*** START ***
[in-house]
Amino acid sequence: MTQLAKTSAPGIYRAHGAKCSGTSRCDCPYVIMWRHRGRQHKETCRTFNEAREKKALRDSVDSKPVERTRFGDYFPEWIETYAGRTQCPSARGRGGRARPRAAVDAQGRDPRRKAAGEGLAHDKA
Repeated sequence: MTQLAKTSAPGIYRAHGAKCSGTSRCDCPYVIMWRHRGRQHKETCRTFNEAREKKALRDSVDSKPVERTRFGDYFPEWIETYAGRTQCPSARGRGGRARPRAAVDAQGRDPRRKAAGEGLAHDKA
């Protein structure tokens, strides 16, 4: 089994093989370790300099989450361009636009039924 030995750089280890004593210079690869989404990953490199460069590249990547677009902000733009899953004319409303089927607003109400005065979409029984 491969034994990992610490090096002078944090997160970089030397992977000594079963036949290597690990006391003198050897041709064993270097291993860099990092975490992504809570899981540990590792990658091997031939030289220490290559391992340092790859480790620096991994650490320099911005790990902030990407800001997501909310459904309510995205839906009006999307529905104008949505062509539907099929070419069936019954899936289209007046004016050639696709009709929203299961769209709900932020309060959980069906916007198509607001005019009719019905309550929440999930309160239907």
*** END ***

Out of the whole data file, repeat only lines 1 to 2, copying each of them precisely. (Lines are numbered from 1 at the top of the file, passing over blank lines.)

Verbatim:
[in-house]
Amino acid sequence: MTQLAKTSAPGIYRAHGAKCSGTSRCDCPYVIMWRHRGRQHKETCRTFNEAREKKALRDSVDSKPVERTRFGDYFPEWIETYAGRTQCPSARGRGGRARPRAAVDAQGRDPRRKAAGEGLAHDKA